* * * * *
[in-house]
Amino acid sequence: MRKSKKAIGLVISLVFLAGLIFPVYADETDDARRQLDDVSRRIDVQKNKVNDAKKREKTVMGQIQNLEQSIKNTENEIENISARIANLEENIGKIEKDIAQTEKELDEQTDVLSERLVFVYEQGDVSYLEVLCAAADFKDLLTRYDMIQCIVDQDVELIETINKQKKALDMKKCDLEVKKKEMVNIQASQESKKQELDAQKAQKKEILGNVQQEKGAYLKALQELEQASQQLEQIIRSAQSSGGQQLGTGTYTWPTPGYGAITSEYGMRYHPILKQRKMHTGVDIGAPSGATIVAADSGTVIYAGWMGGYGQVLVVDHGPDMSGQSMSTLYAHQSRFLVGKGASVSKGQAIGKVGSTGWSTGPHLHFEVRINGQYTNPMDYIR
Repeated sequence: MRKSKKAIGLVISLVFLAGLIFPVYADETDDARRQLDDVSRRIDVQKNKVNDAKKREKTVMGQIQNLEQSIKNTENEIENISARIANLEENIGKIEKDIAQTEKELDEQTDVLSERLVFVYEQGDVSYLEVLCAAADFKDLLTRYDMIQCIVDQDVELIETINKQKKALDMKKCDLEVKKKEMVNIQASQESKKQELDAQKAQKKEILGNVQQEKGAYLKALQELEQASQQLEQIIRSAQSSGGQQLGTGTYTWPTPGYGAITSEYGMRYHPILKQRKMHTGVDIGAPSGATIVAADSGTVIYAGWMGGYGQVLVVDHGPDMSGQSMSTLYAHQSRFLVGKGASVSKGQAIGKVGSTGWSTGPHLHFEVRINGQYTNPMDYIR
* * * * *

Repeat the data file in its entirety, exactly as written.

[in-house]
Amino acid sequence: MRKSKKAIGLVISLVFLAGLIFPVYADETDDARRQLDDVSRRIDVQKNKVNDAKKREKTVMGQIQNLEQSIKNTENEIENISARIANLEENIGKIEKDIAQTEKELDEQTDVLSERLVFVYEQGDVSYLEVLCAAADFKDLLTRYDMIQCIVDQDVELIETINKQKKALDMKKCDLEVKKKEMVNIQASQESKKQELDAQKAQKKEILGNVQQEKGAYLKALQELEQASQQLEQIIRSAQSSGGQQLGTGTYTWPTPGYGAITSEYGMRYHPILKQRKMHTGVDIGAPSGATIVAADSGTVIYAGWMGGYGQVLVVDHGPDMSGQSMSTLYAHQSRFLVGKGASVSKGQAIGKVGSTGWSTGPHLHFEVRINGQYTNPMDYIR
Repeated sequence: MRKSKKAIGLVISLVFLAGLIFPVYADETDDARRQLDDVSRRIDVQKNKVNDAKKREKTVMGQIQNLEQSIKNTENEIENISARIANLEENIGKIEKDIAQTEKELDEQTDVLSERLVFVYEQGDVSYLEVLCAAADFKDLLTRYDMIQCIVDQDVELIETINKQKKALDMKKCDLEVKKKEMVNIQASQESKKQELDAQKAQKKEILGNVQQEKGAYLKALQELEQASQQLEQIIRSAQSSGGQQLGTGTYTWPTPGYGAITSEYGMRYHPILKQRKMHTGVDIGAPSGATIVAADSGTVIYAGWMGGYGQVLVVDHGPDMSGQSMSTLYAHQSRFLVGKGASVSKGQAIGKVGSTGWSTGPHLHFEVRINGQYTNPMDYIR